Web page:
Gregory J. Lederman

Gregory J. Lederman specializes exclusively in estate, trust and probate matters. Gregory J. Lederman has been certified as a specialist in estate, trust and probate law by the California Board of Legal Specialization of the State Bar of California. Gregory J. Lederman has extensive litigation experience in the area of estate, trust and probate litigation from discovery, law and motion and trial work.

FEDERAL ESTATE TAX REQUIREMENTS FOR “SPECIAL USE” VALUATION

Although Congress passed legislation in 2001 incrementally increasing the amount exempt from federal estate tax over the next few years, with complete elimination of federal estate taxes in 2010, unless Congress acts affirmatively to make the repeal of federal estate tax permanent, estate taxes will resume after 2010 at former rates and levels. In any event, estate taxes will continue to be a concern for large estates for at least the next few years.

CALCULATION OF THE VALUE OF ESTATE ASSETS

Estate taxes are calculated based upon the value of the assets in the estate. One duty of the executor or administrator is to inventory all estate assets and assign a value to each or obtain an appraisal. The sum of the asset values, less allowable deductions for payment of debts, such as funeral and last illness expenses, is the basis for calculating estate tax. In general, the value assigned to an asset must be its “fair market value” (FMV) at the time the decedent died, with some exceptions. The Internal Revenue Service (IRS) defines FMV as the price at which property would change hands between a willing buyer and a willing seller, neither of which is under any compulsion to buy or sell, and both of which have reasonable knowledge of relevant facts. There are, however, some exceptions to the FMV rule, including the special use valuation discussed in this article.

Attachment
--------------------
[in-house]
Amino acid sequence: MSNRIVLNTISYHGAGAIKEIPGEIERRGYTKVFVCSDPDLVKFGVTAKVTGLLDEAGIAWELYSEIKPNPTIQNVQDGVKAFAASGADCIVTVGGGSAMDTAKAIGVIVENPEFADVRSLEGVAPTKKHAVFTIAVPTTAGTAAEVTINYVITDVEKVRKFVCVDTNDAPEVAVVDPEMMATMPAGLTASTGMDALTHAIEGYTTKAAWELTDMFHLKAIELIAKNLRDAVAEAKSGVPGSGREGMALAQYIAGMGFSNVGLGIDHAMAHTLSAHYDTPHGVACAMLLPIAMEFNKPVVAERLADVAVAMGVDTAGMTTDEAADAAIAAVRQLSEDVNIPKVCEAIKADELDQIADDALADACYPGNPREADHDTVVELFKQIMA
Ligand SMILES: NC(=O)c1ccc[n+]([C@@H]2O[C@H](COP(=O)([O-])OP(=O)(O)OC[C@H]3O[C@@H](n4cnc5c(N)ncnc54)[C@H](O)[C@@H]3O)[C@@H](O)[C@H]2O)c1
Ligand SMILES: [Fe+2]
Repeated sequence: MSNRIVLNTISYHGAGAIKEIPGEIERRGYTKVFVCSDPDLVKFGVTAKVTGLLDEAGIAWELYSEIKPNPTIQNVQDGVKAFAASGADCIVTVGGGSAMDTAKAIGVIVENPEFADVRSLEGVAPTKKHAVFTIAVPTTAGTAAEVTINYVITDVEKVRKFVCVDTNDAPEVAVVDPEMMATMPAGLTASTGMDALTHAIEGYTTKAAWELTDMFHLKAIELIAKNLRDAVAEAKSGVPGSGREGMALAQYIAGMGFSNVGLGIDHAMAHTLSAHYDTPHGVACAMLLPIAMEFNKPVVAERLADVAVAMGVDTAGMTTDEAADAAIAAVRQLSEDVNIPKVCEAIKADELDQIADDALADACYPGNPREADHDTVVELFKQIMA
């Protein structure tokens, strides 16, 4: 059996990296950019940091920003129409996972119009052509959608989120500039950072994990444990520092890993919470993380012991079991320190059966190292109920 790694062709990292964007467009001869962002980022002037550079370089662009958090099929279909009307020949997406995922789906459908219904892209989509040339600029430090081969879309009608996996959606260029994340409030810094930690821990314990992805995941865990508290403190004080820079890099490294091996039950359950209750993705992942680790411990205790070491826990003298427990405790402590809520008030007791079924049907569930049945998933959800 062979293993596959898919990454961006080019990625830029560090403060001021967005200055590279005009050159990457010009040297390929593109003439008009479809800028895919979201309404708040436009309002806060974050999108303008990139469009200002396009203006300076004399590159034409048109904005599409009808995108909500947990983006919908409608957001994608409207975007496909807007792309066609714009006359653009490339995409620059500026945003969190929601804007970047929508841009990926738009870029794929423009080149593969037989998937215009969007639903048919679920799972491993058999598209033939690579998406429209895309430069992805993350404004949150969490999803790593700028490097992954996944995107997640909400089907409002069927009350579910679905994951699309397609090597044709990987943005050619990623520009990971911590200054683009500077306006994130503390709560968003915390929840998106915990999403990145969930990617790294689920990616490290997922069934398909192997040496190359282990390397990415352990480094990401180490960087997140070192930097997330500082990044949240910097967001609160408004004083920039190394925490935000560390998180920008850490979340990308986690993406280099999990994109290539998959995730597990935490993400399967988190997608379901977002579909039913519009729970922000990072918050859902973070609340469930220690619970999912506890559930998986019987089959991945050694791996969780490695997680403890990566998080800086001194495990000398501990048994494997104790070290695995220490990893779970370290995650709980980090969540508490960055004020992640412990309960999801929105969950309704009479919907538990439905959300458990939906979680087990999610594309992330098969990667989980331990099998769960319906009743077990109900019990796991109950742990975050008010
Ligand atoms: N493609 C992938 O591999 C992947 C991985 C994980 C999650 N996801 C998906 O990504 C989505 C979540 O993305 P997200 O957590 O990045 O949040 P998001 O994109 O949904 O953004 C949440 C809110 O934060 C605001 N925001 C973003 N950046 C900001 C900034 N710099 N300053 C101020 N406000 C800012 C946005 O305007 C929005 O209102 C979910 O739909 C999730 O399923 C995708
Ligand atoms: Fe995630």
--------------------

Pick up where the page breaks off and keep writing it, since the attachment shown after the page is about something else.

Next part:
SPECIAL USE VALUATION

Commentators have long decried the disappearance of the family farm. One reason often asserted for the disappearance is that it became increasingly difficult for farming couples to pass on the farm intact to their kids. Farmland located near urban areas often has a FMV for the land itself, for potential housing or other development, which greatly exceeds what the farmers originally paid. The inflated FMV could result in estate taxes where there is insufficient liquidity in the estate to pay the tax, requiring that all or a sizable portion of the land must be sold. In recognition of this problem, the IRS and federal tax law allow a different valuation for certain farm and closely-held business (those owned by a small number of shareholders) properties. For qualifying property, and providing other requirements are met, valuation may reflect “current use” value, instead of their FMV.

SPECIAL USE VALUATION METHODS

The preferred method of calculating current use value for farm property is based on rents for comparable farm property in the area. The cash rental of the comparable property is “capitalized.” That means that average rental of comparable land, minus applicable real estate taxes, is divided by the average annual effective interest rate charged for new loans by the Federal Land Bank.

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